Retail clinic visits have almost doubled among its commercially insured members during the past five years, according to a study by Blue Cross Blue Shield Association (BCBS).
Nearly 30% of emergency room (ER) visits could probably be treated in retail clinics, according to the study.
The study showed a significant disparity between clinic use by BCBS members who purchased their insurance through an employer versus on the individual market, with 19% lower clinic usage among those who were individually insured.
The healthcare industry has increasingly emphasized the “right care at the right place at the right time” concept. It’s an approach that typically saves money both for healthcare plans and their members, so we would expect the cost-conscious individually insured to be leading the trend. However, it’s consumers who get their insurance through their jobs who are taking advantage of the convenience and relatively low prices of retail clinic visits, according to this study.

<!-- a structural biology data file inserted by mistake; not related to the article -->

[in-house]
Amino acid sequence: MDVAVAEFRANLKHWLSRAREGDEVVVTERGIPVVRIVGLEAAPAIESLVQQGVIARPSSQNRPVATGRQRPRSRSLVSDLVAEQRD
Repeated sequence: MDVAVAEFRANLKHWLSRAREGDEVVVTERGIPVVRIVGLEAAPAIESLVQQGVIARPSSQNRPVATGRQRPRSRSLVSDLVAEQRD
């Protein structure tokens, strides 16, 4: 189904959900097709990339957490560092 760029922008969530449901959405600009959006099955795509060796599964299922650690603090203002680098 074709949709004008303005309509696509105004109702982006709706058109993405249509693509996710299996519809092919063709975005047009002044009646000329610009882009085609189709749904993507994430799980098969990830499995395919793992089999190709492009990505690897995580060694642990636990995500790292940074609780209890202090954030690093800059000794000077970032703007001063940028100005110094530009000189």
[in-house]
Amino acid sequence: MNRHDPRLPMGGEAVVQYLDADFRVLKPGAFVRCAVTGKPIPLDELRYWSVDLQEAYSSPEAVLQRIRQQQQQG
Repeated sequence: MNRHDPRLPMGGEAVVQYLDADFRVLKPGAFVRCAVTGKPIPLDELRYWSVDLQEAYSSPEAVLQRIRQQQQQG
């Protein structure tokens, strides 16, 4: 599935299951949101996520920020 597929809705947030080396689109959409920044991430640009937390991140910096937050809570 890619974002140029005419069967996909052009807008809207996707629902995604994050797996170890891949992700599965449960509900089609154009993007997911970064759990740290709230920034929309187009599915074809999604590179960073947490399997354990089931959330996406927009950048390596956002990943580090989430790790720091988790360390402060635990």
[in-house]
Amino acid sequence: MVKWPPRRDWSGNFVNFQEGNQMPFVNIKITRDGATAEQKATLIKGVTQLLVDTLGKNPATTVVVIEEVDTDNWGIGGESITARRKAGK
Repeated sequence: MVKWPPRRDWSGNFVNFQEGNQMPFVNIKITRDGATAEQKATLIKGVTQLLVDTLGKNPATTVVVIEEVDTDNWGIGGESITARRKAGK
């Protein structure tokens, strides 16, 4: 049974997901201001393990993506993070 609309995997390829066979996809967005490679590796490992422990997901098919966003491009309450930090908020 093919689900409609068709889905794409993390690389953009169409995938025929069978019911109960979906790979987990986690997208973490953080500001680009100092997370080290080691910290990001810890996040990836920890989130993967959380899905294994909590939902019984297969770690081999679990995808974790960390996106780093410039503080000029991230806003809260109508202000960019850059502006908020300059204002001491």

Furthermore, the individually insured are going to the ER much more often than those who are insured through their employers. "From 2013 to 2015, the growth rate in retail clinic visits per 1,000 members in the individual market was only 2.6%, compared to strong growth rates in utilization of office and ER visits of 15.5% and 35.8%, respectively," the study found. Taken together, these results suggest that the individually insured are not, as a group, moving away from the old (and expensive) habit of waiting to see a doctor until becoming very ill, and then using the ER instead of more appropriate alternatives.
A recent study found that the proliferation of retail health clinics is doing little to reduce non-emergency visits to emergency department. Still, the concept of wellness care has continued to expand, with new startups taking it beyond the traditional emphasis on primary care. Forward, for example, is offering a concierge-style service that provides basic clinic care for $149 per month. It appears that the most vulnerable healthcare consumers (many of whom are individually insured through ACA marketplaces) may not be exposed to or able to understand the advantages of using these less expensive, more convenient care options.